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A pseudogene-signature in glioma predicts survival


Pseudogene was recognized as a potential tumor suppressor or oncogene in varies of diseases, however its roles in glioma have not been investigated. Our study was to identify the pseudogene-signature that predicted glioma survival. Using a pseudogene-mining approach, we performed pseudogene expression profiling in 183 glioma samples from the Chinese Glioma Genome Atlas (CGGA) and set it as the training set. We found a six-pseudogene signature correlated with patients’ clinical outcome via bioinformatics analyses (P ≤ 0.01), and validated it in the Repository of Molecular Brain Neoplasia Data (REMBRANDT) containing 350 cases. A formula calculating the risk score based on the six-pseudogene signature was introduced and the patients of CGGA set were classified into high-risk group and low-risk group with remarkably different survival (P < 0.001) based on their scores. The prognostic value of the signature was confirmed in the REMBRANDT set. Though the function of these pseudogenes is not clear, the identification of the prognostic pseudogenes indicated the potential roles of pseudogenes in glioma pathogenesis and they may have clinical implications in treating glioma.


Gliomas are the most frequent primary tumors of the CNS (central nervous system) [1], half of which are represented by glioblastoma multiforme (GBM, WHO grade IV), associated with a poor prognosis (median survival less than one year). Identification of markers predicting the survials of gliomas is required for appropriate follow-up and treatment. Over the past few decades, varies of molecular markers were introduced in predicting survival including microRNAs [2], lncRNAs [3] and mutations of unique genes [4]. Accordingly, oligodendrogliomas that show frequent 1p19q co-deletions and mutations of the IDH1 gene are associated with a longer survival than astrocytomas [5]. However, the prognostic significance of pseudogenes in glioma has not been investigated.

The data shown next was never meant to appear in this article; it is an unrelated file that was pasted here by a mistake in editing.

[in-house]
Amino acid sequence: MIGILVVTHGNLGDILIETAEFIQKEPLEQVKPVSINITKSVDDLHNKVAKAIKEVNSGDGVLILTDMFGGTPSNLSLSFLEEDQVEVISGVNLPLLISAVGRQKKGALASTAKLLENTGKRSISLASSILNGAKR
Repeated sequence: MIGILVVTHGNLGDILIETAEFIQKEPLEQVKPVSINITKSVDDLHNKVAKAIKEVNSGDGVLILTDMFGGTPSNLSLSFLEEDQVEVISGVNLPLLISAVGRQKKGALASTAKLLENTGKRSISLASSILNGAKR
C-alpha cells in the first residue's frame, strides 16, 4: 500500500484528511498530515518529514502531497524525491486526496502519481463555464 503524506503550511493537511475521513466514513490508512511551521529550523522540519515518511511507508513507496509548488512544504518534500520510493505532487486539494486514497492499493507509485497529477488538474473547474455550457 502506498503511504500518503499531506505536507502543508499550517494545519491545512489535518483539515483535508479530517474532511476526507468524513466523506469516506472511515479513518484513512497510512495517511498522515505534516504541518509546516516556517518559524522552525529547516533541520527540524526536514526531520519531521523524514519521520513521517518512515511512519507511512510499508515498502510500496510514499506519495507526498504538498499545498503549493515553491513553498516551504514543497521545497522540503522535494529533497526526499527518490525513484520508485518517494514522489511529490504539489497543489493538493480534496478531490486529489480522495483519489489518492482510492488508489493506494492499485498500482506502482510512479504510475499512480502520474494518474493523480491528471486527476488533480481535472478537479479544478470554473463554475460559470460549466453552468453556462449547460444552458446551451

In the present study, we identified a prognostic six-pseudogene signature from the CGGA patients set, and validated it in the RAMBRANDT set.

Materials and methods

Data set

Glioma data sets and corresponding clinical data were downloaded from the publicly available databases, including 183 cases from the Chinese Glioma Genome Atlas (CGGA, and 350 cases from the Repository of Molecular Brain Neoplasia Data (REMBRANDT; Besides, 21 cases without tumors and 102 cases with insufficient data from the REMBRANDT were excluded. Psuedogene gene database was downloaded from the HGNC (HUGO Gene Nomenclature Committee,, including 12440 pseudogenes, which were cross-matched with the CGGA and the REMBRANDT data set using Microsoft Excel (Microsoft Inc. Redmond, USA). Figure 1 depicts the flow chart of the study.

Figure 1

Flow chart of our study. Abbreviations: CGGA, the Chinese glioma genome atlas; REMBRANDT, Repository of Molecular Brain Neoplasia Data; HGNC, HUGO Gene Nomenclature Committee; BRB-ARRAY tools, biometric research branch–array tools.

Statistical analysis